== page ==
Calls For FIFA To Embrace Technology To Remove Human Error

Strange decisions by Yuichi Nishimura could have been prevented by FIFA embracing technology (Image from AFP/Getty)

It has been four years since Frank Lampard watched in anguish as his strike against Germany was incorrectly judged as having not crossed the line. TV replays showed clearly that his strike off of the bar bounced over the line by almost a foot before coming back into play. But by that point, the referee was already running up the pitch as the game continued. The mistake sparked huge controversy and added weight to the call for goal line technology to be introduced. Fast forward four years and it has become a reality with Brazil 2014 being the first World Cup to use it. However despite a host of technological advances designed to help referees make the right decisions, basic human error mistakes are still being made.

The Goal That Never Was - Lampard's strike against Germany was over the line  (Image from PA)
The Goal That Never Was – Lampard’s strike against Germany was over the line
(Image from PA)

In yesterday’s opening showcase match between Brazil and Croatia, two strange referee decisions will be talked about more today than the football that was on show. We should be talking about Brazil’s comeback from a goal down, Neymar’s superb equalizer and Oscar’s late wonder strike but instead controversy surrounding a penalty decision and the lack of a red card for an apparent elbow to the face of Luka Modric by Neymar is grabbing the headlines. Both decisions were made by the referee and his assistants and without the use of technology which would have surely given a much different result. The decision by referee Yuichi Nishimura to award a penalty for Dejan Lovren’s apparent tug on Fred inside the area was miscalculated at best and incensed Croatian manager Niko Kovac who called the decision shameful. Replays show little contact between the two players but despite this Fred crashed dramatically to the ground, earning a penalty for his team and a yellow card for Lovren. The resulting converted penalty swung the game back in the favour of Brazil and severely dented the concentration and confidence of the Croatian team.

Fred falls in the box under the challenge of Lovren  (Image from PA)
Fred falls in the box under the challenge of Lovren
(Image from PA)

Even more frustrating for Croatia was the decision by Nishimura to only give Neymar a yellow card late on in the game after he wildly swung his left arm and elbow into the face of Luka Modric. Why a red card was not shown immediately is up for debate – either Nishimura didn’t see the incident and hedged towards a more cautious approach or that he did see it but winced at the thought of sending of Brazil’s prize asset on home soil in front of millions of Brazilians watching on. If it’s the latter, it is understandable as doing so would be the same as escorting Pele out to the middle of the pitch and punching him in the face. But for the good of the game, and for the millions of viewers across the globe watching, Neymar should have walked. Allowing officials to review TV footage as the incident happened could have resulted in a different decision being made. If Neymar had been sent off, Croatia could have potentially rallied against the ten men of Brazil and searched for an equalizer. Instead, Neymar remained on the pitch and fed the pass to Oscar that resulted in Brazil’s third goal.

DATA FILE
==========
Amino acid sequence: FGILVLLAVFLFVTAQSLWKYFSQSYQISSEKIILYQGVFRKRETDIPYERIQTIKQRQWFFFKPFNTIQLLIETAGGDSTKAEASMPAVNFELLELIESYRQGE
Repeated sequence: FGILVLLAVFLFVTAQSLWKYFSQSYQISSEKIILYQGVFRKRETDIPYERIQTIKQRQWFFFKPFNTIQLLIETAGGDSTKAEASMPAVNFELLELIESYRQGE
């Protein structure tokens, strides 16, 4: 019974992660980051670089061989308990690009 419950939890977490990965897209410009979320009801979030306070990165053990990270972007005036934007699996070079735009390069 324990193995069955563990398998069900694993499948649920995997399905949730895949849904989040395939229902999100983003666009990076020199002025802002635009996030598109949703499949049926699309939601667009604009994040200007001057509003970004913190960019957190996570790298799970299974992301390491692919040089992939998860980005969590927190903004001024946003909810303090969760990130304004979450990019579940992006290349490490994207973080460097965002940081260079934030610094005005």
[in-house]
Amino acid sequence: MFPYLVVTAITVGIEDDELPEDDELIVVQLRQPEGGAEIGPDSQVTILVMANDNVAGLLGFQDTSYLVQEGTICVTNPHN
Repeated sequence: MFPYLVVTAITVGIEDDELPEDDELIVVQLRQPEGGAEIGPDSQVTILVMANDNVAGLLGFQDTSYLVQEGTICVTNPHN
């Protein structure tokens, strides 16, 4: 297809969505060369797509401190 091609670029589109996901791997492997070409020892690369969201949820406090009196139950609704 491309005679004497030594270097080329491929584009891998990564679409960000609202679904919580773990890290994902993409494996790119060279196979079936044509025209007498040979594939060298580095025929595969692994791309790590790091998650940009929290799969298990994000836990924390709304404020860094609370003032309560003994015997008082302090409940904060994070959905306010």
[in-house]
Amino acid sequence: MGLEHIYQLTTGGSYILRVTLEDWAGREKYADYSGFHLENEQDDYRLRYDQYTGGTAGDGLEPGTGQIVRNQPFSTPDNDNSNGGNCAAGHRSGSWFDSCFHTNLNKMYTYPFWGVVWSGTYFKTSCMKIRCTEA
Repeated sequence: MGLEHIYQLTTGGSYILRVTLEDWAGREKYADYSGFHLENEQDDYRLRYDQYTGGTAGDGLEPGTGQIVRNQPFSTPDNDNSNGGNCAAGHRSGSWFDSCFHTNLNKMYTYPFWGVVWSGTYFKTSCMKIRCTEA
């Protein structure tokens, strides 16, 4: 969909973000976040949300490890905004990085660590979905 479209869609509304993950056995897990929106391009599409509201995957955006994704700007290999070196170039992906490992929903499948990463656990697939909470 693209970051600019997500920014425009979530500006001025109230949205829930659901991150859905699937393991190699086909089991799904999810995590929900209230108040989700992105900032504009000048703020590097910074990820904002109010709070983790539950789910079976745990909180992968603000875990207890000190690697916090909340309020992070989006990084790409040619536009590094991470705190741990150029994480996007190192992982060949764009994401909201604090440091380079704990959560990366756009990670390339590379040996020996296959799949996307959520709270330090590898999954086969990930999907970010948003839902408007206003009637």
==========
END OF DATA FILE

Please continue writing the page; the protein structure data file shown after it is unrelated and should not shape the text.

Neymar's elbow on Modric only earned him a yellow card  (Image from Getty)
Neymar’s elbow on Modric only earned him a yellow card
(Image from Getty)

The argument against the use of technology in such incidents is that the game needs to flow and that halting every couple of minutes to review would disrupt that but this is not exactly accurate. The current goal line technology uses cameras to determine the position of the ball and if it crosses the line alerts the referee within seconds via a watch he/she is wearing that the ball has crossed the line. The human decision process on average takes four seconds so before the referee has made his own mind up, he already has a response from the goal line technology. Why similar technology could not be developed to help referees make the other decisions is baffling, especially given the high stakes now attached to many of these games.

Goal Line Technology is now a reality  (Image by TOSHIFUMI KITAMURA/AFP/Getty Images
Goal Line Technology is now a reality

Officiating a match is a difficult job but one that technology and innovation can help with. Take for example the use of vanishing spray that disappears within a few minutes helps the referee control encroaching by players during free kicks. Or ear pieces which allow communication between the official on the pitch and his or her assistants off it. Technology should be embraced and utilized to its fullest instead of ignored or downplayed as a threat to the game itself. FIFA is guilty of having prevented the meeting of football and technology in the past but the recent decision to allow goal line technology should help to oil the wheels on future innovations. Fans may disagree about its need but if it improves the quality and fairness of the game, then it’s only to its benefit.

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